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The disturbances of magnesium (Mg+2) and calcium (Ca+2) are closely interrelated. Calcium disorders are discussed in Chapter 78.


  1. Definition. Normal serum levels for Mg+2 are typically given as 0.5–1.0 mmol/L (1.2–2.6 mg/dL). Hypomagnesemia is usually seen as any value <0.66 mmol/L (1.6 mg/dL); however, clinical signs do not manifest until levels have dropped <0.5 mmol/L (1.2 mg/dL).

  2. Incidence. True incidence in neonates is not well characterized, but neonates appear to be more predisposed than other groups of patients.

  3. Pathophysiology. Mg+2 is a key trace element for maintaining skeletal integrity, and it acts as a catalyst for intracellular enzymes for adenosine triphosphate (ATP) activation in skeletal and myocardial contractility. It is also integral to protein synthesis, vitamin D metabolism, parathyroid function, and calcium homeostasis.

  4. Risk factors

      1. Hypocalcemia.

      1. Inadequate intake of Mg+2.

      1. Infant of diabetic mother reflecting maternal Mg+2 deficiency secondary to gestational diabetes.

      1. Intrauterine growth restriction, especially if the mother had preeclampsia.

      1. Inherited renal wasting.

      1. Hypoparathyroidism.

      1. Associated hypocalciuria and nephrocalcinosis.

      1. Secondary to furosemide- or gentamicin-induced loss.

      1. Citrated blood exchange transfusions.

  5. Clinical presentation

      1. Same as in hypocalcemia (Chapter 78, Section V); may also present as seizures.

      1. May be masked as hypocalcemia but with symptoms that persist after adequate calcium gluconate therapy.

  6. Diagnosis. Laboratory testing to establish serum levels as noted earlier.

      1. Serum magnesium levels.

      1. Total and ionized calcium levels.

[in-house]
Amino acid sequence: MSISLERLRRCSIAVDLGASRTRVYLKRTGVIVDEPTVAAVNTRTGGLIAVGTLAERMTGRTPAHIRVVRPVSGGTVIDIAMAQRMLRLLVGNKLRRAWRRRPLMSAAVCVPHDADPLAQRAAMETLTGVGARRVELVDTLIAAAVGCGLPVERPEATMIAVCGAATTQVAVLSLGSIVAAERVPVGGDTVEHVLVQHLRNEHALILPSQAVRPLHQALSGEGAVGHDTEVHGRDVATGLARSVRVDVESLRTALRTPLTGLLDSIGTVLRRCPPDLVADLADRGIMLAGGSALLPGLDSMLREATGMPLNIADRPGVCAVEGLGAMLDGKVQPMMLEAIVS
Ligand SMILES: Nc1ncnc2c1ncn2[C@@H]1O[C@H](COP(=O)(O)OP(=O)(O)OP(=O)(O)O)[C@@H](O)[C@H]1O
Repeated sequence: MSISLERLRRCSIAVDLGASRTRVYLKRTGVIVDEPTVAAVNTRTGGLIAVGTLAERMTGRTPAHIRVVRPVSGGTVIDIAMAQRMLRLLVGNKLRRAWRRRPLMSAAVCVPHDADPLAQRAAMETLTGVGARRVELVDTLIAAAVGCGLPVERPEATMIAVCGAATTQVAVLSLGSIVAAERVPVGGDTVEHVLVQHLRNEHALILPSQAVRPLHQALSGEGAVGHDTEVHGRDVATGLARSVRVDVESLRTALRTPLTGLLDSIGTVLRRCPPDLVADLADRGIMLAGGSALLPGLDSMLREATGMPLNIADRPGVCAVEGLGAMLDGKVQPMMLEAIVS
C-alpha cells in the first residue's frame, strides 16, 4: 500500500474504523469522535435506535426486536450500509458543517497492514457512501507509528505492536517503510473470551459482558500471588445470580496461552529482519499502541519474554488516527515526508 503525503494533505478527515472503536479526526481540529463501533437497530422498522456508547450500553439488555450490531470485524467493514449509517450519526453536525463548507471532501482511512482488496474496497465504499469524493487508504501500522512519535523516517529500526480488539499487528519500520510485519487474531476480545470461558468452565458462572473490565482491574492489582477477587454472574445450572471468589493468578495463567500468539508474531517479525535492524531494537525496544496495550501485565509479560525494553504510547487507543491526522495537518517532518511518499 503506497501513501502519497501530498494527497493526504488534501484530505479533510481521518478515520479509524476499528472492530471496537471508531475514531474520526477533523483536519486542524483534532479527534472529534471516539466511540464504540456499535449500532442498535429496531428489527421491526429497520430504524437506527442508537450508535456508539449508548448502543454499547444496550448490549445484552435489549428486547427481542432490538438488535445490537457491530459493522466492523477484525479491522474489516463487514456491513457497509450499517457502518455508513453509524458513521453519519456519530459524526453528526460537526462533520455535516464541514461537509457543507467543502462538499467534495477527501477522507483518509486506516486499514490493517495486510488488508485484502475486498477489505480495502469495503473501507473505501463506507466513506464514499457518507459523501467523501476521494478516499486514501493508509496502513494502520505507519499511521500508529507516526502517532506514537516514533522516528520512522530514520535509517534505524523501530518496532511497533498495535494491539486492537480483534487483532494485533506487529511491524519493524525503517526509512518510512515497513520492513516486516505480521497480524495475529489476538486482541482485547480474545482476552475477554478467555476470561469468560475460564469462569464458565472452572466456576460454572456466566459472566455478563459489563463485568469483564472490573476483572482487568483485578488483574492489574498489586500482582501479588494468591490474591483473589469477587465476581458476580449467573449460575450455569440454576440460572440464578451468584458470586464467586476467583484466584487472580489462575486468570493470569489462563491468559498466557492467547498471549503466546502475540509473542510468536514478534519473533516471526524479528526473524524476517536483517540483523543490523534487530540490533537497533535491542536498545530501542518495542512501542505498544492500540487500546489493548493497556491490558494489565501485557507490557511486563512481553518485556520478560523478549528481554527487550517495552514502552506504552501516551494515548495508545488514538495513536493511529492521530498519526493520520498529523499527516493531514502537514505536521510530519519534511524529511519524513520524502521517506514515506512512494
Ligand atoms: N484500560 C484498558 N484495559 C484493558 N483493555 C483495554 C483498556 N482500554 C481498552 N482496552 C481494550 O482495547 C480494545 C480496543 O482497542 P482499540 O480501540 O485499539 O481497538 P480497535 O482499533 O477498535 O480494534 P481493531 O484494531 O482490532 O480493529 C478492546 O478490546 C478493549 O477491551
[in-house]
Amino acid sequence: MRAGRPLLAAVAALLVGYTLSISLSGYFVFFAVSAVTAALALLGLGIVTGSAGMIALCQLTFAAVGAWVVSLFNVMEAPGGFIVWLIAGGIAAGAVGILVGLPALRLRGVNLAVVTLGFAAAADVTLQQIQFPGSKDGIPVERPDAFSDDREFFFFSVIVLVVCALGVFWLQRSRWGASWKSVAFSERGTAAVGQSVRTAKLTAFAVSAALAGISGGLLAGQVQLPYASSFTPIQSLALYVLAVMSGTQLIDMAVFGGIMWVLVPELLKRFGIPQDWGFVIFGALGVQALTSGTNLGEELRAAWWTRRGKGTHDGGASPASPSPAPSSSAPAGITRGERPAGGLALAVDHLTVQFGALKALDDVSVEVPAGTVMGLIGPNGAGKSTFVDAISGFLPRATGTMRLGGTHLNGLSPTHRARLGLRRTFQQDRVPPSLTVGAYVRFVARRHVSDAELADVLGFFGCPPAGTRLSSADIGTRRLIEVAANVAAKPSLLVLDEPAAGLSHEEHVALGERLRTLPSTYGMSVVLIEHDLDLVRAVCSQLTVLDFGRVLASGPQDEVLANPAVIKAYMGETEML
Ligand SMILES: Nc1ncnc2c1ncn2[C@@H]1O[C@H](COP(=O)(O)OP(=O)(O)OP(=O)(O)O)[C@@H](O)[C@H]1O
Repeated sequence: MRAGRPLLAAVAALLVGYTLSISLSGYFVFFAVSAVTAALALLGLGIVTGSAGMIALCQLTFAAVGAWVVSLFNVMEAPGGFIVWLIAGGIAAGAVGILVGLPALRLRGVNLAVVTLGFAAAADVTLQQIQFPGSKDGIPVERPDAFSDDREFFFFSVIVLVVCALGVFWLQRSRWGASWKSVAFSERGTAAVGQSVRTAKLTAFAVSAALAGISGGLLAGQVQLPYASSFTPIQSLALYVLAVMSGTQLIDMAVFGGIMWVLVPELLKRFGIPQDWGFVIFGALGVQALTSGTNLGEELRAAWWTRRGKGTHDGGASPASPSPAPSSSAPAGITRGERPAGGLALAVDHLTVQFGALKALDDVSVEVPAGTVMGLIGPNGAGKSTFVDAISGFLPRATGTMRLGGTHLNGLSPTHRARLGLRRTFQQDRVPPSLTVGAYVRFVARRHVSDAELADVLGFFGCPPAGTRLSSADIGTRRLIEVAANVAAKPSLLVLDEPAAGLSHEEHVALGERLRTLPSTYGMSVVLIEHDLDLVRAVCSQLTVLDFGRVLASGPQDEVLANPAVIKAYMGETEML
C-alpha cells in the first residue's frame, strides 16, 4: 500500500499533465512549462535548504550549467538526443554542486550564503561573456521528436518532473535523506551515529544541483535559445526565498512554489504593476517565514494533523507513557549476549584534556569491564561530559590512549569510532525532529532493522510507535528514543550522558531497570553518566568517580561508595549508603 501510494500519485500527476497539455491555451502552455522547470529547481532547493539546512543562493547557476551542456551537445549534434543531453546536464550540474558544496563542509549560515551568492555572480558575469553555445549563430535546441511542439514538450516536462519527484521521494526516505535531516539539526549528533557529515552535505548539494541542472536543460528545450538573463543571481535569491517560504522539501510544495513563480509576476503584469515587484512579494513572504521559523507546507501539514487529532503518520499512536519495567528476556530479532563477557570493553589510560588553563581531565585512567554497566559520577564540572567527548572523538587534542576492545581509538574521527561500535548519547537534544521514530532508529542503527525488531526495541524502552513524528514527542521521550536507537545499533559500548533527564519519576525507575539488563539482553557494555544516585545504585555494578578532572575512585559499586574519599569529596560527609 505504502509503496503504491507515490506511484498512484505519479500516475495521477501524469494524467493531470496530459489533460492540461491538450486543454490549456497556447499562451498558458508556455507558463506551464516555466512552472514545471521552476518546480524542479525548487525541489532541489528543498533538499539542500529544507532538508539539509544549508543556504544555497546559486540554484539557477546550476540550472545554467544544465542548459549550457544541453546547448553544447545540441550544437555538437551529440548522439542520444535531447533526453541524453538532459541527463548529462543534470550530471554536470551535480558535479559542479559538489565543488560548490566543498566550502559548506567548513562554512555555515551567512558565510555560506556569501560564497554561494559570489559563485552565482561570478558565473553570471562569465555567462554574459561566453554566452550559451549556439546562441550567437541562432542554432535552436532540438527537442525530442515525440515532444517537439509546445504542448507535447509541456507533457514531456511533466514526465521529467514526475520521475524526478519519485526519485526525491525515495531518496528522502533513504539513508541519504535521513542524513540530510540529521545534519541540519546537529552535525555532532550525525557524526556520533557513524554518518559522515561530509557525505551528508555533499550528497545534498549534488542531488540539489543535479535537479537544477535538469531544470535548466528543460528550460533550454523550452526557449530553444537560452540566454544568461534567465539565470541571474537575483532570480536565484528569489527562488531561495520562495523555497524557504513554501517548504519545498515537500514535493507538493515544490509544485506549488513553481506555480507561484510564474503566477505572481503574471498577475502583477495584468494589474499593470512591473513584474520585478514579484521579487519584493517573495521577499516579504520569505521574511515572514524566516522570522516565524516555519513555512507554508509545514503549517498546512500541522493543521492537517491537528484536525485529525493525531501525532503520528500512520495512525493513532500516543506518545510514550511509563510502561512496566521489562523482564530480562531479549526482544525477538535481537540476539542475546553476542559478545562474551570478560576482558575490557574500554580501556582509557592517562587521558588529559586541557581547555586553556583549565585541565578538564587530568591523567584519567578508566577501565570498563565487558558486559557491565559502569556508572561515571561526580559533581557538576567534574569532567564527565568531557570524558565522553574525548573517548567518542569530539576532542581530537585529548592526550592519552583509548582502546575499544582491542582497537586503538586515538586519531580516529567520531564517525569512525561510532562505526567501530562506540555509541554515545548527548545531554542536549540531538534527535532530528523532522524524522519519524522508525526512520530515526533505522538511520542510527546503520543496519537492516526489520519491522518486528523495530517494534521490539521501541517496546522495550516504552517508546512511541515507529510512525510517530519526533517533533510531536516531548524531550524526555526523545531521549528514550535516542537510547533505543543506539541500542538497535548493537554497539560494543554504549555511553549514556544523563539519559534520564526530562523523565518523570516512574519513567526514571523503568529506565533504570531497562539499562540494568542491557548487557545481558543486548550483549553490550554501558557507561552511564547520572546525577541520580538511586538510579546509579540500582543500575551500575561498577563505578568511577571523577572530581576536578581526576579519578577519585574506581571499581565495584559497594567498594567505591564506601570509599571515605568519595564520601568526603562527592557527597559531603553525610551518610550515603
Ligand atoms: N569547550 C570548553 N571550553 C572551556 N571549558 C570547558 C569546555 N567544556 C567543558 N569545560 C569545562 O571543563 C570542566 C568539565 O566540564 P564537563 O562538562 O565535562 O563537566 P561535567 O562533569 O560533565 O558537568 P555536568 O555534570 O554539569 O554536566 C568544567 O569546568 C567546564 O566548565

7. Management. Acute hypomagnesemia should be treated with intravenous magnesium sulfate. See Chapter 132 for dosing information. Infusion must be monitored closely for cardiac arrhythmias and hypotension. Maintenance Mg+2 can be by parenteral nutrition solutions or by oral feeds with a fivefold dilution of Mg+2 salt solution.

  8. Prognosis. Hypomagnesemia generally has a good outcome if diagnosed promptly and treated adequately. The exception is a clinical presentation that includes hypomagnesemia-induced seizures with follow-up studies suggesting ≥20% incidence of neurologic abnormalities.


  1. Definition. Reference levels of serum Mg+2 signifying hypermagnesemia vary from >1.15 mmol/L (2.3 mg/dL) to >1.5 mmol/L (3.0 mg/dL). Hypermagnesemia is uncommon in a NICU population of patients, but in certain circumstances it must be recognized.

  2. Incidence. Occurs rarely except in infants whose mothers were treated with Mg+2 sulfate, where it occurs more frequently.

  3. Pathophysiology. Increased serum Mg+2 levels depress the central nervous system and decrease skeletal muscle contractility.

  4. Risk factors

      1. Increased maternal serum levels following Mg+2 sulfate therapy for pregnancy-related hypertension or preeclampsia (most common cause).

      1. Excessive Mg+2 sulfate administration to an infant for hypomagnesemia (iatrogenic medication error) or following administration of Mg+2 containing antacid; especially if hydration and urine output are low. Hypermagnesemia can also be caused by magnesium sulfate enemas, which are contraindicated in neonates.

  5. Clinical presentation

      1. Birth depression, hypotonia, hypotension, hyporeflexia.

      1. Respiratory depression, apnea.

      1. Poor suck, decreased gastrointestinal motility, increased gastric aspirates, abdominal distention, and delayed meconium passage.

      1. Meconium plug syndrome, intestinal perforation.

      1. Urinary retention.

      1. Symptoms may mimic hypercalcemia.

      1. Paradoxically, hypermagnesemia may be asymptomatic despite appreciable Mg+2 levels.

  6. Diagnosis

      1. Laboratory studies

          1. Serum Mg+2 determination.

          1. Serum calcium levels. Always determine calcium levels with Mg+2 abnormalities.

      1. Electrocardiogram may reveal ...

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